Fucoidans isolated from Fucus evanescens and Laminaria cichorioides kelp can inhibit thrombin and factor Xa of the blood coagulation system. In rats, intravenous injection of fucoidans dose-dependently increased anticoagulant activity of the plasma. Fucoidans can form complexes with protamine sulfate. The observed quantitative differences in the action of fucoidans can result from different sulfation degree and the presence of various types of glycoside bonds in polysaccharide molecules. PMID:17415470

  6. Bt proteins Cry1Ah and Cry2Ab do not affect cotton aphid Aphis gossypii and ladybeetle Propylea japonica

    PubMed Central

    Zhao, Yao; Zhang, Shuai; Luo, Jun-Yu; Wang, Chun-Yi; Lv, Li-Min; Wang, Xiao-Ping; Cui, Jin-Jie; Lei, Chao-Liang

    2016-01-01

    Plant varieties expressing the Bt (Bacillus thuringiensis) insecticidal proteins Cry1Ah and Cry2Ab have potential commercialization prospects in China. However, their potential effects on non-target arthropods (NTAs) remain uncharacterized. The cotton aphid Aphis gossypii is a worldwide pest that damages various important crops. The ladybeetle Propylea japonica is a common and abundant natural enemy in many cropping systems in East Asia. In the present study, the effects of Cry1Ah and Cry2Ab proteins on A. gossypii and P. japonica were assessed from three aspects. First, neither of the Cry proteins affected the growth or developmental characteristics of the two test insects. Second, the expression levels of the detoxification-related genes of the two test insects did not change significantly in either Cry protein treatment. Third, neither of the Cry proteins had a favourable effect on the expression of genes associated with the amino acid metabolism of A. gossypii and the nutrition utilization of P. japonica. In conclusion, the Cry1Ah and Cry2Ab proteins do not appear to affect the cotton aphid A. gossypii or the ladybeetle P. japonica. PMID:26829252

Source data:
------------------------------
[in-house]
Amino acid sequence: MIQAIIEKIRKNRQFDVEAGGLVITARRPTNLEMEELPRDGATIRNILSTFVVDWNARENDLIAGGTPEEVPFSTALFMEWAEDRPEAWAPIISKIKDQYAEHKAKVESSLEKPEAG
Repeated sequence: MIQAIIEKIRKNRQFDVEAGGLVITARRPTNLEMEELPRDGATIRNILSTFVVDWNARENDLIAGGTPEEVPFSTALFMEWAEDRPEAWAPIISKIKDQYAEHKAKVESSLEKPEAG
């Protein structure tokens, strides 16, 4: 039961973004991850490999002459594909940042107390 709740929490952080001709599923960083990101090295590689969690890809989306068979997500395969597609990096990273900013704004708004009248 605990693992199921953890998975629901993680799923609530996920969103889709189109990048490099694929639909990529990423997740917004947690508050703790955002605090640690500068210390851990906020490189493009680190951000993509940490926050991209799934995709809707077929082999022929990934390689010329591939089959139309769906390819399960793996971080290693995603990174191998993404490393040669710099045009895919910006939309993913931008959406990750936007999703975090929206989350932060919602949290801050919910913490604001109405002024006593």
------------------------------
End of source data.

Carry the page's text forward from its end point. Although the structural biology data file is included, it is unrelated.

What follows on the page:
7. Identity and Specificity of Rhizoctonia-Like Fungi from Different Populations of Liparis japonica (Orchidaceae) in Northeast China

    PubMed Central

    Ding, Rui; Chen, Xu-Hui; Zhang, Li-Jun; Yu, Xiao-Dan; Qu, Bo; Duan, Ru; Xu, Yu-Feng

    2014-01-01